Lysiphlebus fabarum: Aphid Rancher, Butcher

Dairy farmer meets Alien: The braconid wasp Lysiphlebus fabarum harvests honeydew from aphids before literally stabbing them in the back so their offspring can develop inside of the aphids’ bodies.

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There are many unlikely relationships in the animal kingdom. Personally, I’m a fan of “Bonedigger” the lion and “Milo” the dachshund, but there are some pretty odd couples in the insect world as well. I recently stumbled across a research piece studying the behavior of a parasitoid wasp that attacks black bean aphids. Interestingly enough, the wasps mimic ant behavior to effectively “coax” the aphids into a false sense of security before stabbing them with their sharp ovipositor and inserting their eggs, which hatch to feed on the aphids from the inside out. Remarkably, these behaviors involve some degree of cooperation from the aphid, and when ants are present, there’s potential for some unlikely mutualism among all three species (although, admittedly, not so much between the aphids and wasps).

Lysiphlebus fabarum forages in ant-tended black bean aphid (Aphis fabae) colonies. Primarily, the aphid is the unfortunate host to developing L. fabarum larvae. In addition, adult wasps feed on aphid honeydew secretions, which is similar to host feeding in other parasitoid–host systems. But unlike host feeding, honeydew feeding does not harm the aphids, instead requiring host cooperation.

Female L. fabarum wasps promote honeydew secretion by mimicking the anntenal drumming of ants, and employ similar antennal movements while probing potential hosts prior to oviposition. Switching between the roles of ant mimic and parasitoid overall reduce the defensive responses of aphids: kicking, thrashing, dispersing, and secreting a waxy, glue-like substance from their cornicles (these cornicle secretions can fuse mandibles, antennae, legs, etc., leading to the death of the wasp).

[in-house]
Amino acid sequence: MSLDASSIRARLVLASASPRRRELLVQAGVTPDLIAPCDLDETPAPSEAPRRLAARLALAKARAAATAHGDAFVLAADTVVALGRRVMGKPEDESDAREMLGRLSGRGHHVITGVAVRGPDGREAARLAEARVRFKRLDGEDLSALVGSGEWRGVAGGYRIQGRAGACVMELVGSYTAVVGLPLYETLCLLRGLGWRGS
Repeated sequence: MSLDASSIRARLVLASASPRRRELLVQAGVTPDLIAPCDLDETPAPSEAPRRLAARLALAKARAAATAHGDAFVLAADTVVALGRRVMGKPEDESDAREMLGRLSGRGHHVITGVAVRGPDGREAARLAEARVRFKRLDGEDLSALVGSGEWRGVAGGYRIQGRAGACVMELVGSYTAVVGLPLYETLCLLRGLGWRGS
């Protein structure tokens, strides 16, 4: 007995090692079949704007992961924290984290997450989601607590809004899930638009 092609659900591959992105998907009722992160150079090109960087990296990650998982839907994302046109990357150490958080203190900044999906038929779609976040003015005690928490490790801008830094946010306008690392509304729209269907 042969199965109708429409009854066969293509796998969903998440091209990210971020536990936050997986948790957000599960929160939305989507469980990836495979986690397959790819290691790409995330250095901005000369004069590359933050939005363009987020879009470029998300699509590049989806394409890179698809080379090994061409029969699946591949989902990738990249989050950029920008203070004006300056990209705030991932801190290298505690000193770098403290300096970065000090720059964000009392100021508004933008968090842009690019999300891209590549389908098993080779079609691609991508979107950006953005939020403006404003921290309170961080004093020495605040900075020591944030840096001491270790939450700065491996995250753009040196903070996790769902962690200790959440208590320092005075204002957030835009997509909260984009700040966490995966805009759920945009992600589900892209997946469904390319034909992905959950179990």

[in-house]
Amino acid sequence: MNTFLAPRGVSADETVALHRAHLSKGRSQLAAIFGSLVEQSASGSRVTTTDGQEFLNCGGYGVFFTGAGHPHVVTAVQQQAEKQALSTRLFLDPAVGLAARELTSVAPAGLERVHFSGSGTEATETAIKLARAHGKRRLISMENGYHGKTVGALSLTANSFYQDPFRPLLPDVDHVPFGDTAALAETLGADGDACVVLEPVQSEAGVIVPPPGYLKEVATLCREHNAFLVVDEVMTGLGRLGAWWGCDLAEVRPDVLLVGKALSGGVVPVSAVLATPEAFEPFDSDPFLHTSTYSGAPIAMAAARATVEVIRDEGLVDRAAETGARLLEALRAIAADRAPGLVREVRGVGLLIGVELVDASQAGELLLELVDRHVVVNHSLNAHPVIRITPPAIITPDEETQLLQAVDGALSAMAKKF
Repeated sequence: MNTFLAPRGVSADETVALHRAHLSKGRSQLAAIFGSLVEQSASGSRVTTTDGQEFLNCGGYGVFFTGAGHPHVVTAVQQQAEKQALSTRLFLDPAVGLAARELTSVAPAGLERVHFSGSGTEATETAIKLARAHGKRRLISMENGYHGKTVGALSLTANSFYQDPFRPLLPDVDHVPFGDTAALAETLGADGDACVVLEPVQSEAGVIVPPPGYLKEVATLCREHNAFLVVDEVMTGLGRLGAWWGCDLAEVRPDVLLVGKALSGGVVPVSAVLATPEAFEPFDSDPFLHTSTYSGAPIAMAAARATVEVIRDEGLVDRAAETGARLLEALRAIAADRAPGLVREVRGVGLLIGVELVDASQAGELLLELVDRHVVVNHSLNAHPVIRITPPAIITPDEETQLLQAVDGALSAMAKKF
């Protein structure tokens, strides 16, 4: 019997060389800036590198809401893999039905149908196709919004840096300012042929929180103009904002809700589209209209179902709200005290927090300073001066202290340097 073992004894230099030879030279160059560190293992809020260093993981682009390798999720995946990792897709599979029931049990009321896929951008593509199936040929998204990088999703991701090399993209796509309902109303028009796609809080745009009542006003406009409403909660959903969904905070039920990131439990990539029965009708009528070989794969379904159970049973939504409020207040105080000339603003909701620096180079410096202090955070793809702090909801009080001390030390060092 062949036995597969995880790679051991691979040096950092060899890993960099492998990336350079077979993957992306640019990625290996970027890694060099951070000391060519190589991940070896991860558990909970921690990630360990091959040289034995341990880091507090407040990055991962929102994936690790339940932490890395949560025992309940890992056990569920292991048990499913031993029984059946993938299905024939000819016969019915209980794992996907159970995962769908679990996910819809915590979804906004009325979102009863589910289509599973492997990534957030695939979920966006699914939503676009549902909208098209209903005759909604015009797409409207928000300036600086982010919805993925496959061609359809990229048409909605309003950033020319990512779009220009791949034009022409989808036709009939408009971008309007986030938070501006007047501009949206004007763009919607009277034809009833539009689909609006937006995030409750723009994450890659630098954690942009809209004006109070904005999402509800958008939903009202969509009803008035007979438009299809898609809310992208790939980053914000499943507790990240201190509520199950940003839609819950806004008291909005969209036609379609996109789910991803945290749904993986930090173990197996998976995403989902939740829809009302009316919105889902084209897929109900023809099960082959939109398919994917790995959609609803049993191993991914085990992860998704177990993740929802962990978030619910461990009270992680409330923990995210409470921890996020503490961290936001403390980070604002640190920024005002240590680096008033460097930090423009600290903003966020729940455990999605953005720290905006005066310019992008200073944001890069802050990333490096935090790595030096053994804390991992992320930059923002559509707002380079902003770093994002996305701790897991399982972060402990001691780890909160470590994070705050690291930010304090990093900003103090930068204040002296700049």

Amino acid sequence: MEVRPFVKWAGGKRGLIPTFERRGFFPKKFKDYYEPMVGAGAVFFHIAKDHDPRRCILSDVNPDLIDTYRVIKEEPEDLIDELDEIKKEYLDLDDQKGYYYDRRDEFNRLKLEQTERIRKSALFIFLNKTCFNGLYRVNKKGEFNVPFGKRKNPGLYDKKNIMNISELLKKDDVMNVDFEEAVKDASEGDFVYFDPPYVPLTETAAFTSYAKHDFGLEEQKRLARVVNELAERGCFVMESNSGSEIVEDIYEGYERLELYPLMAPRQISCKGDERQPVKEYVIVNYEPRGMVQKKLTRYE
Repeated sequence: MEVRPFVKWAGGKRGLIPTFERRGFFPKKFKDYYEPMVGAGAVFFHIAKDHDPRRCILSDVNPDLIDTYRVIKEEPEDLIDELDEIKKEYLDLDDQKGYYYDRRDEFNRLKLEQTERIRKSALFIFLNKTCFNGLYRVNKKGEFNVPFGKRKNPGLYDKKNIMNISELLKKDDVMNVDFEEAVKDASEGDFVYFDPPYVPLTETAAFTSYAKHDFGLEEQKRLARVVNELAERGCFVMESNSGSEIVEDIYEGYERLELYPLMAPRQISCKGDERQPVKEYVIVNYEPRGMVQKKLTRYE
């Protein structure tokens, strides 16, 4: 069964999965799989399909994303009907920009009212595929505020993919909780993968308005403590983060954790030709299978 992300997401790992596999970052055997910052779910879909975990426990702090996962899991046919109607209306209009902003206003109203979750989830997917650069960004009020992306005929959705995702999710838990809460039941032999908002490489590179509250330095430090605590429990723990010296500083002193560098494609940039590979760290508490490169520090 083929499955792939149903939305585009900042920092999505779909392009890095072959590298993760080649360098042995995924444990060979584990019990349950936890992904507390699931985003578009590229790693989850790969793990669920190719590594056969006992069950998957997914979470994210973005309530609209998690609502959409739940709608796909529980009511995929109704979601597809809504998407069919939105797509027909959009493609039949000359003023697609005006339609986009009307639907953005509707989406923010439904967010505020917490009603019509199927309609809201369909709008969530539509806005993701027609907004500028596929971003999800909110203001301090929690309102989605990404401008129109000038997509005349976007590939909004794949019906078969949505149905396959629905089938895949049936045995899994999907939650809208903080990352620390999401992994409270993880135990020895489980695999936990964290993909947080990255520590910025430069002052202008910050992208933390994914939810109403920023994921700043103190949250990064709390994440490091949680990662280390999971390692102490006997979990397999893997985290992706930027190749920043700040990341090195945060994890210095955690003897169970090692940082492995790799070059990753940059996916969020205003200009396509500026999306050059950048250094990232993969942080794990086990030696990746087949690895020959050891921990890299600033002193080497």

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L. fabarum mimicking ant antennal behavior.
Image credit: Rasekh et al., J Ins Sci, 10(1)

Lysiphlebus spp. also possess cuticular hydrocarbons and lipids that identify them as aphids to help mask their presence from ants. Apparently their chemical camouflage is so good that it can be difficult for wasps to identify their conspecifics. This camouflage is an evolutionary response to ant aggression, since ants ferociously protect the aphids they tend to. And for L. fabarum, mimicry of ant behavior provides additional protection—not because the ants themselves are fooled, but because it makes aphids more inclined to secrete honeydew in the future.

So a few aphids are lost to parasitism, but the others are more productive—a benefit for hungry wasps as well as ants. In turn, ants offer protection for wasp offspring, albeit unintentionally. Ultimately there is potential for mutualism between ants and L. fabarum, as long as the wasps continue to parasitize only a small fraction of the aphid population. Of course, none of this could have happened if the parasitoid wasps didn’t take advantage of the already-existing mutualism between ants and aphids.


Further Reading:
Rasekh A, Michaud JP, Kharazi-Pakdel A, & Allahyari H. (2010). Ant mimicry by an aphid parasitoid, Lysiphlebus fabarum. Journal of Insect Science, 10(1). doi:10.1673/031.010.12601